There are many things that you bring back from a great trip: stunning photos, memorable moments, friendships that will last a lifetime. But when Terri and I got to travel to southern West Virginia’s coal country to go four-wheeling on the Hatfield-McCoy trails, we brought back something that stuck with us even more.
Lots and lots of mud.
Now, I own a Jeep, so I’m no stranger to a little off-roading. But spending the day flying through the West Virginia mountains on all-terrain vehicles brings getting dirty to a whole new level. Admittedly, we could have missed a few of the puddles (our guide suggested that more than once), but what’s the fun in that?
When we first got to town, it was all quite civilized. We had a lovely lunch at Soho’s Italian Restaurant in the Capitol Market—a renovated 100-year-old rail yard that now houses stores and restaurants—and wandered the shops of downtown Charleston, West Virginia’s capital city. We visited the Spring Hill cemetery, which is unique in that it not only features unique graveyard art, including Celtic crosses, monolithic obelisks and my favorite, stones carved into tree stumps in the Stump family plot, but also an amazing view of downtown, including the gold-domed capitol building. Another highlight is the hollow zinc monument that marks the graves of the Thayer family; the story goes that it used to be used by bootleggers as a hiding place for their “product” during Prohibition.
We toured the very impressive West Virginia State Museum in the Capitol Complex, and also visited The Coal House in Williamson, WV, made of 65 tons of bituminous coal—since 1933, it has withstood four major floods and even a raging fire. While we were there, we got the chance to hold some bullets that had recently been discovered at a new Hatfield-McCoy dig site—nothing like having a bit of history in your hand!
But the real highlight of the trip was the chance to follow in the Hatfield and McCoy families’ footsteps—all of the parts except the shooting—as we careened though West Virginia hills and hollows.
Our host for the day, Jacqueline Proctor, introduced us to Mike from TrailsHeaven, who asked us if we’d be comfortable going out on UTVs (utility type vehicles). We could even drive them if we’d like. Sooner than Terri could say, “Watch ‘is!” we were helmeted up and heading out.
Terri (to Mike): So how dangerous is this?
Mike: Just pay attention and you’ll be fine. And don’t get too close to the side of the cliff.
Vanessa (looking at the 30-foot drop): We’re going to die.
Terri: Hush. We won’t go over the cliff.
Vanessa: Not willingly, at least.
Mike pales slightly, but keeps a strained smile on his face. And then Terri hits a huge puddle. Full speed. And we are covered—head to toe—in mud.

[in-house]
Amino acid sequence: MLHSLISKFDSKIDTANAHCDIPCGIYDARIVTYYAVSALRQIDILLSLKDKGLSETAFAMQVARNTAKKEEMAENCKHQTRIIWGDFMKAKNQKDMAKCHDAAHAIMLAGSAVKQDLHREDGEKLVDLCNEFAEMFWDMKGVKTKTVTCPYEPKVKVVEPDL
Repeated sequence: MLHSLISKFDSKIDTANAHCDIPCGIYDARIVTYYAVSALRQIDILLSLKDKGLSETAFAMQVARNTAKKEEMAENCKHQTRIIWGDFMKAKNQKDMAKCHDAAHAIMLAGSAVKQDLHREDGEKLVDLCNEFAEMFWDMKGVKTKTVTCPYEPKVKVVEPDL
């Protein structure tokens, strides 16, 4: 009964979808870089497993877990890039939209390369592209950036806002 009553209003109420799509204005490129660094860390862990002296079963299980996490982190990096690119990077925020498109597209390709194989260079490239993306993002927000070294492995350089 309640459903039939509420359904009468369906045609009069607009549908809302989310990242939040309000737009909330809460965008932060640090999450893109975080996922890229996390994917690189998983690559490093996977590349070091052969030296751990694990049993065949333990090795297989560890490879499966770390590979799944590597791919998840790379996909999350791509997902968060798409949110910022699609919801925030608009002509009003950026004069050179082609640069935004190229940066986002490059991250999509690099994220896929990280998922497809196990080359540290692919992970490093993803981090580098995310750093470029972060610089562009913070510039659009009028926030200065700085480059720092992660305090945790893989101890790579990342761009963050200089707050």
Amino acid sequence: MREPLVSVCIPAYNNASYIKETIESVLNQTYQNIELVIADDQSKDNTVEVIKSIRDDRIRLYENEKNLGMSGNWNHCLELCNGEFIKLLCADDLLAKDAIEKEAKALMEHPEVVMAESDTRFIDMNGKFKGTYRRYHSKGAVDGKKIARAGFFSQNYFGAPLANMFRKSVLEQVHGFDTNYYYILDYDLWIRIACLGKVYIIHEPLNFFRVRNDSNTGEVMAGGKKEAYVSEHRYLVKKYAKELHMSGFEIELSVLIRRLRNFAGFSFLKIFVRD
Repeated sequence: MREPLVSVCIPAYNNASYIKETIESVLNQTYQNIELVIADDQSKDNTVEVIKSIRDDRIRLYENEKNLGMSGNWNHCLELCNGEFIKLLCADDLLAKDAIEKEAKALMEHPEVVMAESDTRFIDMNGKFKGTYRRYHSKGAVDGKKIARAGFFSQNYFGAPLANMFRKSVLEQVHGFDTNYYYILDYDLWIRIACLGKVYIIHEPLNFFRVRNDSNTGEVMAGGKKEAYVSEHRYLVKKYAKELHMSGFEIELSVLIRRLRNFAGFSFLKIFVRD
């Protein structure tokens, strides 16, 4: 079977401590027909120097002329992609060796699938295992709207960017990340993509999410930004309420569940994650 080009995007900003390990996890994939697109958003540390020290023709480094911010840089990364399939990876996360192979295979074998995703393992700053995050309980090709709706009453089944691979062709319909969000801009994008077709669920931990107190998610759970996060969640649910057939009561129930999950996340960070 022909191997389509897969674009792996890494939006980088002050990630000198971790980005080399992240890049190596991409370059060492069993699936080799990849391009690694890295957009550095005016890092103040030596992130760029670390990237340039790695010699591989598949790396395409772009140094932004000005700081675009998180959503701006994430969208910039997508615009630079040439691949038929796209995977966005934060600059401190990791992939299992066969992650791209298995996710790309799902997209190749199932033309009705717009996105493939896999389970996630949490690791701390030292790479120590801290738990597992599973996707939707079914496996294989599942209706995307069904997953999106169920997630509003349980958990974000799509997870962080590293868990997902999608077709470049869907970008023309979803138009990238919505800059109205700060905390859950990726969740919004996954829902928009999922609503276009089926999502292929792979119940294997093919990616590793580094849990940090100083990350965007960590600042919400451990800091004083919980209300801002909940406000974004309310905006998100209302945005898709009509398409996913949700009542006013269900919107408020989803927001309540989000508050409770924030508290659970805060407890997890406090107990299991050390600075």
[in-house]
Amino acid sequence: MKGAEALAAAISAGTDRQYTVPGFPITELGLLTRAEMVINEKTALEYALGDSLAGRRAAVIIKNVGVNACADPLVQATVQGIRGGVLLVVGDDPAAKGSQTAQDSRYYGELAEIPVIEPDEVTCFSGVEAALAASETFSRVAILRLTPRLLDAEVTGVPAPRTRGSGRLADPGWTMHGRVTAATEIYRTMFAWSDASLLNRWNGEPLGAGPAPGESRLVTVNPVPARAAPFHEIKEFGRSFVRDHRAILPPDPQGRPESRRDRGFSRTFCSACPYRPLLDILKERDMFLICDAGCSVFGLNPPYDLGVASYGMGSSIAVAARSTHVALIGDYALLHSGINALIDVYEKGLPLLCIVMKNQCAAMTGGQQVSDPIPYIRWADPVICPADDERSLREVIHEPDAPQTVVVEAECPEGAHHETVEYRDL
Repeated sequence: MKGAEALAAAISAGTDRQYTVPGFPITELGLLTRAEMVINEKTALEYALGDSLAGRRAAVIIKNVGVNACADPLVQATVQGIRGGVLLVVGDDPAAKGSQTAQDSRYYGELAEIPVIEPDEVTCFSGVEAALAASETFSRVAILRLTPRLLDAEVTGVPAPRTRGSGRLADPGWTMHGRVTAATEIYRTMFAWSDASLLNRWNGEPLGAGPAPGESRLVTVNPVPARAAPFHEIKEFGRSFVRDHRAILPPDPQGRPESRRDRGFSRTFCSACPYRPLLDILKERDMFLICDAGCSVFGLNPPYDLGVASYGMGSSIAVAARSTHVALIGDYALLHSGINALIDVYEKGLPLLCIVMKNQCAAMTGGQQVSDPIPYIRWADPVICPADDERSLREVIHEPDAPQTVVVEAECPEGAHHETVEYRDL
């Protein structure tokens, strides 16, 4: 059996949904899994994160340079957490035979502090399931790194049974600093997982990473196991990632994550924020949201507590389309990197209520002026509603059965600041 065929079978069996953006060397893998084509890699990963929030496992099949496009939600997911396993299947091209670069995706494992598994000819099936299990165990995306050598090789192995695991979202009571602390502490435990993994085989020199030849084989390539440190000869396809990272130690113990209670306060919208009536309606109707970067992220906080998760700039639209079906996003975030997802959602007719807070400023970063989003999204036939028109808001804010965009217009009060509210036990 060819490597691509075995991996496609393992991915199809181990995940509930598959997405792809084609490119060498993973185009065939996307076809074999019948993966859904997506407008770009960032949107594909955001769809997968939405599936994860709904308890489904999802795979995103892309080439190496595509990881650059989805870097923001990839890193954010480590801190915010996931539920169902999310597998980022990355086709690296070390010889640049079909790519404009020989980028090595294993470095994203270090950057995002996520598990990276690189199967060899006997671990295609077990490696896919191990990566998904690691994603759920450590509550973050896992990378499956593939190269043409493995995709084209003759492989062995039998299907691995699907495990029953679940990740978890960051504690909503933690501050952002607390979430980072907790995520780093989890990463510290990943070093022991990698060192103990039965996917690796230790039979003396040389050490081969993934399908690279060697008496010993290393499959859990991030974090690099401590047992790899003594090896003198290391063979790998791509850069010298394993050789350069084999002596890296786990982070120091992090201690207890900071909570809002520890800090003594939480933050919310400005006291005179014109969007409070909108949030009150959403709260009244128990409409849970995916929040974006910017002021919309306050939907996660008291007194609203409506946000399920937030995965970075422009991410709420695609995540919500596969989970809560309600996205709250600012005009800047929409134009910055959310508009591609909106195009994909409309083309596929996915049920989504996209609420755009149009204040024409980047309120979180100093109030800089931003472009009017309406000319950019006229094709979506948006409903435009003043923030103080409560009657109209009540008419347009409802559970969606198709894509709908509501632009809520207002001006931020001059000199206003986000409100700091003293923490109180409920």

Vanessa (howling with laughter): Do it again! Do it again!
Mike: If you go slower, you won’t splash as much…..
Drenched. We are now drenched with mud. We stop to clean off our goggles, and Jacqueline pulls up in her ATV, also covered in mud and still looking like a fashion model. We snap a photo for posterity, just in case we somehow end up over the mountainside and our memory needs to be used as a cautionary tale for future riders. Now it’s my turn.
Terri: Do you need any advice? I’m good at this, you know.
Vanessa: You might just want to stay quiet—I swallowed mouthfuls of mud while I was in the back seat.
Terri: This was your plan all along to stop me from talking, wasn’t it?
And so we head down the hill. Fast. Slip-sliding every bit of the way and plowing into ever deeper puddles, spraying mud and guck and goodness knows what else. When we pull back into the parking lot and shut the machine off, it’s suddenly quiet, except for the sound of sucking mud detaching itself from the machine’s undercarriage and smacking to the pavement. The ATV, once a cheery yellow color, is now as brown as….well, mud.
We walk into the ladies’ room to clean off and dissolve into laughter when we look in the mirror.
Terri: I don’t think a handful of single-ply paper towels is going to do much.
Vanessa: I don’t think a pressure washer would do much.
Jacqueline, brilliant as ever, hands us large garbage bags that we proceed to wear—with pride—over our filth-covered clothes as we walk through the gift shop and back out to her car.
Jacqueline (with a straight face): Don’t get my car dirty, k?
We are so screwed.
If You Go
Seven trails make up the Hatfield-McCoy Trails system, totaling 630 miles through five southern West Virginia counties. The trails wind through the mountains and a number of ATV-friendly small towns, and vary from easy to extremely difficult routes, all of which are clearly marked. You must have a valid user permit before riding (WV resident $26.50, nonresident $50) which is good until Dec. 31 of the year it was purchased. While 99 percent of riders bring their own transportation, there are four companies that rent ATVs and UTVs, and you can also get guided tours. The trails are open to UTVs, ATVs and motorcycles.
Other attractions in the areas including motorcycling and kayaking. Motorcyclists should make sure to pick up a new map showcasing 1,000 miles of on-road motorcycle routes through southern West Virginia provided by www.trailsheaven.com. The site also provides information on kayak and off-road equipment rental, lodging, activities, restaurants and more.